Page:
President Barack Obama said Sunday on CBS's 60 Minutes that fixing the economy will take more than one president, and the American people seem to agree.
A new CBS News poll found that 54% of Americans think the president doesn't deserve another four years, a sentiment that reflects voters’ unease with a reelection strategy based on class warfare that is alienating those who identify with the timeless American values of self-reliance and personal responsibility.
Obama's new approval rating is lower than the approval rating of Geroge W. Bush at this point in his presidency eight years ago. This signals not only the resilience of a negative global economic outlook but also a Democratic message that seems to be failing to boost Obama's prospects, despite a dysfunctional Republican presidential field.
The president unofficially launched his populist-themed reelection bid in September during a joint session of Congress in which he demanded the passing of a $447 jobs package that stalled in the Democratic-controlled Senate, despite a vigorous push during which Obama sought to portray Republicans as enemies of the middle class.
The popularity of the Occupy Wall Street movement gave Obama and the Democrats further ammunition to fire their message of economic inequality by pushing for a payroll tax cut extension for the middle class financed by a surtax on the rich, in the hopes of differencing themselves from the Republicans who they say put the interests of millionaires ahead of the common guy.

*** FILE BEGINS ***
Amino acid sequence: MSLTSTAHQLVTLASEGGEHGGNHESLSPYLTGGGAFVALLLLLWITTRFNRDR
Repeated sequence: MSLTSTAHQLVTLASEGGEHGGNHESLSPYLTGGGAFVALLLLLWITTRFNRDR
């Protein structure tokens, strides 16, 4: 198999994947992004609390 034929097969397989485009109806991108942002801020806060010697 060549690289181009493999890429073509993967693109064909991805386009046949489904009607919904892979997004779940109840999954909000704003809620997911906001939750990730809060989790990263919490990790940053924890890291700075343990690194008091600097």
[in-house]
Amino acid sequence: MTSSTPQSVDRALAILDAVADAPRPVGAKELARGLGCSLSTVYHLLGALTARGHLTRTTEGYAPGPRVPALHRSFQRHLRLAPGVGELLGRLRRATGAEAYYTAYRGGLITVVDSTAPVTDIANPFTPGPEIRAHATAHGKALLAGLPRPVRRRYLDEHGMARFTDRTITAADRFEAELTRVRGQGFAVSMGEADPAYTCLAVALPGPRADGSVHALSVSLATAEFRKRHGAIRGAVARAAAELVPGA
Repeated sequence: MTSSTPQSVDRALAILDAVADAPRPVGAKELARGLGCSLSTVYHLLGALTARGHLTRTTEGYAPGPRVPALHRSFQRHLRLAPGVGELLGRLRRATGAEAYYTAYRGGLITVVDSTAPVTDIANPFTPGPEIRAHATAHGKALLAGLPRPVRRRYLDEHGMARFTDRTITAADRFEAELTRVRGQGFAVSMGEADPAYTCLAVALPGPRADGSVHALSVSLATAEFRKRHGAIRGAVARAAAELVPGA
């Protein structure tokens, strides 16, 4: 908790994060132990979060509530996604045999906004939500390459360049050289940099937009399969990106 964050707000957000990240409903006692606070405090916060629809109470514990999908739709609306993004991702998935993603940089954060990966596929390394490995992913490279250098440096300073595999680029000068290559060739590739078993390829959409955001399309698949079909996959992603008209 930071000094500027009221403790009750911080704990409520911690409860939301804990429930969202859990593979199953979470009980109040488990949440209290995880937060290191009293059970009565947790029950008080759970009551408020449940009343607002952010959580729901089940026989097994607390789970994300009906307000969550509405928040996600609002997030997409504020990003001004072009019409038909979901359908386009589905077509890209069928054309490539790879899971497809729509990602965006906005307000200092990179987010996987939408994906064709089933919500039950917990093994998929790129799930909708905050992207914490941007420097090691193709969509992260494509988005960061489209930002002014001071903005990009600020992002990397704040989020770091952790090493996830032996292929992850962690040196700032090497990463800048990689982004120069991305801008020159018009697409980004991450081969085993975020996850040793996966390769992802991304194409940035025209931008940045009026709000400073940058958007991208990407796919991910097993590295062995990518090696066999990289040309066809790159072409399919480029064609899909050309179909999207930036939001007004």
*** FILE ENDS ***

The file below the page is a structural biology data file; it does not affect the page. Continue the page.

But Obama's populist rhetoric reached fever pitch during his "fair shot and fair shake" Osawatomie, Kansas, speech in which the president channeled Theodore Roosevelt in a new attempt to call out on Republicans for purportedly wanting to retake the White House in 2012, just to tell people "you're on your own."
And here lies the flaw on Obama's reelection strategy. According to a report by the Pew Global Attitudes Project, 58% of Americans believe the state shouldn’t intervene in people’s lives while they’re trying to achieve their goals, a reaffirmation of America’s individualism which is at odds with Obama’s “we’re all in this together” message.
The finding spells trouble for Democratic strategists as it might signal the existence of a new Silent Majority who feels strongly about the American values of self-reliance and personal responsibility and that, feeling alienated by Obama's class warfare rhetoric, may vote the flawed Republicans back into the White House and the Senate next November.
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